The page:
“Mother of God,” he whispered as he crossed himself. He was the first to see it, and wished he hadn’t. In all his years in law enforcement he’d never seen anything more brutal and grisly. The head of the man on the floor of the bathroom was reduced to bloody mush. If not for the driver’s license in the man’s wallet, there wouldn’t have been an immediate identification.
The hotel room door had been broken in, and there were cameras everywhere with evidence of the killers preserved in the security room. He had retrieved the DVDs covering the fourth floor and lobby before he got word that the Sheriff might be taking over the investigation. It was clearly a P.D. case, but that wasn’t his decision. He retained the video evidence and waited for an inquiry about it.
Detective Ron Zapinsky understood the politics of investigating and was certain someone had juice, otherwise the Sheriff would have left it alone. Sheriff ’s Lieutenant Bobby Denton was already on the scene, a confirmation there was a heavy connection. Although only a Lieutenant, everyone seemed to bow to his wishes; he had the Sheriff ’s ear.
He waited for marching orders, not caring one way or the other about the investigation; he no longer had a moral code other than following rank and getting through the day as early as possible.
He had a wife, two teenage children, an on-again off-again lover, and four years left before he could retire with twenty; he was counting the days. Being a cop was not what he had imagined, much less what he had planned.
Then he got the call to leave the scene and report back to headquarters immediately—the Chief wanted to meet. Zapinsky’s Chief was a politician, a mayoral appointee. He came up through the ranks never handling the messy stuff. His last stint before his appointment as Chief was internal affairs; he’d investigated cops. That always went wrong with the inline officers, having a boss who had been out to get them.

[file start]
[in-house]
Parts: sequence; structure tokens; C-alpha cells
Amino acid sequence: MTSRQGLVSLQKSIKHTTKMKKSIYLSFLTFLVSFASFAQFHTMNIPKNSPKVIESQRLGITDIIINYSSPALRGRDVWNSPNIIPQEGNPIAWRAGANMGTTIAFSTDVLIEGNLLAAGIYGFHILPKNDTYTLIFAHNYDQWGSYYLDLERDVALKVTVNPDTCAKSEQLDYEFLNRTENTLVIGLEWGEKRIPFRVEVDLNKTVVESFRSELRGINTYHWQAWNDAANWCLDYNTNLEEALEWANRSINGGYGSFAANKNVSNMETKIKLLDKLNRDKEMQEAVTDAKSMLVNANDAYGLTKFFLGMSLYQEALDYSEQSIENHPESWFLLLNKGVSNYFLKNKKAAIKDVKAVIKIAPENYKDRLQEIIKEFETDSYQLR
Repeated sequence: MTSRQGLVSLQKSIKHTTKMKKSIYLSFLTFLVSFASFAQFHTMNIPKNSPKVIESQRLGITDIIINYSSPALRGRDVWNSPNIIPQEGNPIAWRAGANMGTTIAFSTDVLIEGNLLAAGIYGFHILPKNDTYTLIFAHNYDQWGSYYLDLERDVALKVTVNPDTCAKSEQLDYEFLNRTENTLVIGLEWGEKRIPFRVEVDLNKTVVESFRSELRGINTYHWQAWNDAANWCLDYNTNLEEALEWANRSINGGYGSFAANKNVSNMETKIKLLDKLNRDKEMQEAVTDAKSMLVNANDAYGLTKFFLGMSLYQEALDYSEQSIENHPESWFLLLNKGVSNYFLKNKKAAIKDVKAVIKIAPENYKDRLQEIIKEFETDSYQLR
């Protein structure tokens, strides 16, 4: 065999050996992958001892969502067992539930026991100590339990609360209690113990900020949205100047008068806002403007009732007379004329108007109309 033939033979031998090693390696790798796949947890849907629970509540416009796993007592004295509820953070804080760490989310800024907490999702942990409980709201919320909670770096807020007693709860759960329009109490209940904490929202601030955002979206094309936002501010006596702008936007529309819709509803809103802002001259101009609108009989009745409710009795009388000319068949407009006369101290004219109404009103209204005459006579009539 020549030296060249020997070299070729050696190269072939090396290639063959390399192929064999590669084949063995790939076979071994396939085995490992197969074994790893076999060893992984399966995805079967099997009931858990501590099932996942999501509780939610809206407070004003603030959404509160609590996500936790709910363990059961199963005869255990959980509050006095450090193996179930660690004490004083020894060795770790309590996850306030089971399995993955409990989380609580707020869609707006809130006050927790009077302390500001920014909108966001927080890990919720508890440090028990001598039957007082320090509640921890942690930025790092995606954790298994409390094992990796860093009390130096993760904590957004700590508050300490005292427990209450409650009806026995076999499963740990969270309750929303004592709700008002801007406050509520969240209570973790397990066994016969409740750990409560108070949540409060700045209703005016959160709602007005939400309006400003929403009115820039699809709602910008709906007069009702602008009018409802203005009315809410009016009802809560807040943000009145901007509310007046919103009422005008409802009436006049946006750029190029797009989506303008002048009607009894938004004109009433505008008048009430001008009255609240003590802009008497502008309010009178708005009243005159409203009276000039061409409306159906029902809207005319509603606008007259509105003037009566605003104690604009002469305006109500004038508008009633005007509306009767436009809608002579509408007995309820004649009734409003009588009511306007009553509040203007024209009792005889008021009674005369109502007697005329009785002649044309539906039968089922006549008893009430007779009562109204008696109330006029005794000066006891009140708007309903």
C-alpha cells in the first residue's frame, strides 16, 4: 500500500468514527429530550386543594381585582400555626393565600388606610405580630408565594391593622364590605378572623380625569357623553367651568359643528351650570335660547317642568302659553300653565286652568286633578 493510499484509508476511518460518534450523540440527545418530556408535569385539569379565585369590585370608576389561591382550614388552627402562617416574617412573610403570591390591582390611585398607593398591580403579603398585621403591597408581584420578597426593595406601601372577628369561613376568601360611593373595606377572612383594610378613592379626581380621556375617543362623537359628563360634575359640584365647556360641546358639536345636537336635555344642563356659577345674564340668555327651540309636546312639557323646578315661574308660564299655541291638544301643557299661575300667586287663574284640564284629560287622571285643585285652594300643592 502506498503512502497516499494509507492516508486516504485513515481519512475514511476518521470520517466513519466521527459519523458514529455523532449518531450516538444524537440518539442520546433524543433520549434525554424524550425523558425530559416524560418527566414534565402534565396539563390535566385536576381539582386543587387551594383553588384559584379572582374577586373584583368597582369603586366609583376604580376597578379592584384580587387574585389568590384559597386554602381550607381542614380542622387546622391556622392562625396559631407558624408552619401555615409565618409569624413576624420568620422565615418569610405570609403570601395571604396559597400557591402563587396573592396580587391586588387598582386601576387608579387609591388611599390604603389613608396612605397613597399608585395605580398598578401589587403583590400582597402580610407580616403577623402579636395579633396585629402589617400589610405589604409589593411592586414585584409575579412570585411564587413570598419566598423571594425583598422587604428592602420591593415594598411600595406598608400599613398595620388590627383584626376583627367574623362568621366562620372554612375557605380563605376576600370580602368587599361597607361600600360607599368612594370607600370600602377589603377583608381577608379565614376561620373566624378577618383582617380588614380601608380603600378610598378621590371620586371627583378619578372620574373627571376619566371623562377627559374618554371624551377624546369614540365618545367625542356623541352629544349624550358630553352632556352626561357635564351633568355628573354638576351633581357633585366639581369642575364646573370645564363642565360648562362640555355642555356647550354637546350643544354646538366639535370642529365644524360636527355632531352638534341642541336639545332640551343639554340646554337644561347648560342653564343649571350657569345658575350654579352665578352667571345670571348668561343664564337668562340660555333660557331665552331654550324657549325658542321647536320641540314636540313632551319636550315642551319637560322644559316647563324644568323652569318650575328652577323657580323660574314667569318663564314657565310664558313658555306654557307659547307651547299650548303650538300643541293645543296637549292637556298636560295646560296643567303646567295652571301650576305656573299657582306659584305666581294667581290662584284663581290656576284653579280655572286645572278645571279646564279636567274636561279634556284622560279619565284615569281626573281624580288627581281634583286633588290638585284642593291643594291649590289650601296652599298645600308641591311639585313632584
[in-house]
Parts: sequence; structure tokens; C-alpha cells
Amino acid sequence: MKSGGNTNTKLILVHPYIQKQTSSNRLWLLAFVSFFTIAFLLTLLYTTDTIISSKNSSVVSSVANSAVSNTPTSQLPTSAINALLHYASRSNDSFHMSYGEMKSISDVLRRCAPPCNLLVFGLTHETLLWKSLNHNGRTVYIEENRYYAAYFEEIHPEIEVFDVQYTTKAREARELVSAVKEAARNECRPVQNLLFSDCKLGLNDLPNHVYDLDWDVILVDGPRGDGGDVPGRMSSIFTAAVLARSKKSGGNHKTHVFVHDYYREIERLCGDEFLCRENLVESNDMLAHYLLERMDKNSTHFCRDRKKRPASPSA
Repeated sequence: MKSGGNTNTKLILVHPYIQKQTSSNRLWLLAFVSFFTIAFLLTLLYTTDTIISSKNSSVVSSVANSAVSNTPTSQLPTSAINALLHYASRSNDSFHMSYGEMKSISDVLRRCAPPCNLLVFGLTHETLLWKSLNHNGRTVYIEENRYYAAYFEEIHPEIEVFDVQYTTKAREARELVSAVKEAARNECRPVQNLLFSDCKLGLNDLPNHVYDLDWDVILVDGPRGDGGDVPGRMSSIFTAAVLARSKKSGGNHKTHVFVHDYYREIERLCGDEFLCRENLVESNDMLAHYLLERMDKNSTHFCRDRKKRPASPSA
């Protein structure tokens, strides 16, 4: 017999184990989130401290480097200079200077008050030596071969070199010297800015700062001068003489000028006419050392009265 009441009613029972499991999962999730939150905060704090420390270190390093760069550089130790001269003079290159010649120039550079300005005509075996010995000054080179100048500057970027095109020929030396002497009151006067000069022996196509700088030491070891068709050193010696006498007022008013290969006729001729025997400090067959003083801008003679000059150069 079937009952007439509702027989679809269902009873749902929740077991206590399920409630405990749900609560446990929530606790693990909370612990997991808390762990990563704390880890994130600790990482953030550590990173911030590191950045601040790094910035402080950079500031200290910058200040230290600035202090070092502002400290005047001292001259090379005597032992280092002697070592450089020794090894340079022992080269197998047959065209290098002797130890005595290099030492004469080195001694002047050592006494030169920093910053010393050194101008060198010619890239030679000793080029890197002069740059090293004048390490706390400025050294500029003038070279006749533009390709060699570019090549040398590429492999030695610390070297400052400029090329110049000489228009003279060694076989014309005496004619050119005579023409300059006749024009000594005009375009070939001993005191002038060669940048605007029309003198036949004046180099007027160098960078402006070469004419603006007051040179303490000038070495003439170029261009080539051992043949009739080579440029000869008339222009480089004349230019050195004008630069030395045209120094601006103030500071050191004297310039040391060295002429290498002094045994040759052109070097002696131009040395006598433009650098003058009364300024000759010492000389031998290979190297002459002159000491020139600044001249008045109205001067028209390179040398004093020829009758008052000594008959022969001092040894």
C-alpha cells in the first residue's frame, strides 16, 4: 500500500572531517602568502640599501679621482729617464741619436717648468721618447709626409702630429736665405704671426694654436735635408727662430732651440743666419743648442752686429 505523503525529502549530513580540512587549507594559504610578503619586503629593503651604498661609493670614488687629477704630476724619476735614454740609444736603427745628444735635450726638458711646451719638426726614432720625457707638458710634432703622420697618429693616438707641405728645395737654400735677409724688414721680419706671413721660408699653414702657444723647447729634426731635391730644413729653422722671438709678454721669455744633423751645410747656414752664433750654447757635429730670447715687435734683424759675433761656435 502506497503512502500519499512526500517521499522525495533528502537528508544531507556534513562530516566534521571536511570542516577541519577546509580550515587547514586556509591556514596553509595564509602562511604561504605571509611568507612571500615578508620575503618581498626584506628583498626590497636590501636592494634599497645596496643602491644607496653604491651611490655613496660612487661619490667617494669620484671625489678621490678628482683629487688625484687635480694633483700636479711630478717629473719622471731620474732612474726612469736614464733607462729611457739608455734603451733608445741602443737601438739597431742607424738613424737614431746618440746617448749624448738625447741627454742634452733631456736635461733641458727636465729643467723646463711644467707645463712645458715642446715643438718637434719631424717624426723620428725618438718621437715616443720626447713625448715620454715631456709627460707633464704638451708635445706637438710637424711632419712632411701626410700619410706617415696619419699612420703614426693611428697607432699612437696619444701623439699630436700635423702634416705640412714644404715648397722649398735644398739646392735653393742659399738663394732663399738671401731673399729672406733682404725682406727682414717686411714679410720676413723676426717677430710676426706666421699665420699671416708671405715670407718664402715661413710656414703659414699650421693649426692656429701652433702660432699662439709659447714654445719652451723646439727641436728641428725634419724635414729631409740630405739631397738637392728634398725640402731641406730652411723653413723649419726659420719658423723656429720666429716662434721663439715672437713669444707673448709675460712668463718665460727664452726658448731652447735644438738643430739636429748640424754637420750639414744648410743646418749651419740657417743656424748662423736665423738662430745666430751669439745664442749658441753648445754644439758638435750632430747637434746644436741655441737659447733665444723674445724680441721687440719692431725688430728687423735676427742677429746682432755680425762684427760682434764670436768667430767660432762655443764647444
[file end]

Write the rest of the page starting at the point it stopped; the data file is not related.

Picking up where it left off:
Ninety minutes later he was standing at the doorway to the Chief ’s reception area. Captain Robert Brucourd, another bureaucrat in whom no cop placed their trust, was abrupt and haughty as he told Zapinsky to follow him into the adjoining conference room. There, sitting at the head of a long conference table was Chief James T. Dickson. “Please take a seat, Detective.
How’s your wife?”
With a surly tone Zapinsky replied:
“Fine, Chief. What’s this about?”
Seemingly ignoring the attitude, the Chief told him: “We have a sensitive issue here with this new homicide. The Sheriff is joining the investigation. You will cooperate with his people. Understood?”
“Anything else, Chief?”
“I understand you’ve already obtained some evidence.” It wasn’t a question.
“I’ve got some video footage.”
“Give it to Captain Brucourd.”
He did, feigning reluctance.
“Chief, this is our case, and that’s critical evidence. Shouldn’t we make a copy?”
His tone was now indignant as though the Chief was making a grievous error.
“You can leave, Detective.”
As he walked down the hallway toward the elevator he knew the Chief and Captain would be talking angrily about him, gossiping, acting like the little bitches they were, but it would take a lot to fire him. Since the Danbrier Police Department was small, it would be difficult to replace him, and long gone were the days when a Chief could discipline a cop without a hearing, thanks to the Police Officer’s Bill of Rights.
They didn’t know that on the way back to headquarters Zapinsky had copied and partially viewed that evidence. He saw what was there and might just use it to get something out of the case. It was obvious why the Sheriff had taken over.
For Detective Ron Zapinsky the information on that disk could be something rewarding. That was who he’d become—a less than honorable man, seeking only that which would benefit him. He didn’t like that part of himself but saw so much corruption around him it had rubbed off; his soul was stained.
He would go to the gym and work it out, forget it for now. Exercise would quell his self-loathing and his deep-seated resentment for those who made his life that way, the powerful, the politicians and their puppets. Time was on his side, and he knew exactly what was going to happen, and who was involved. He’d been around long enough to know who ran things, and the value of what he had kept.
by Gary Wenkle Smith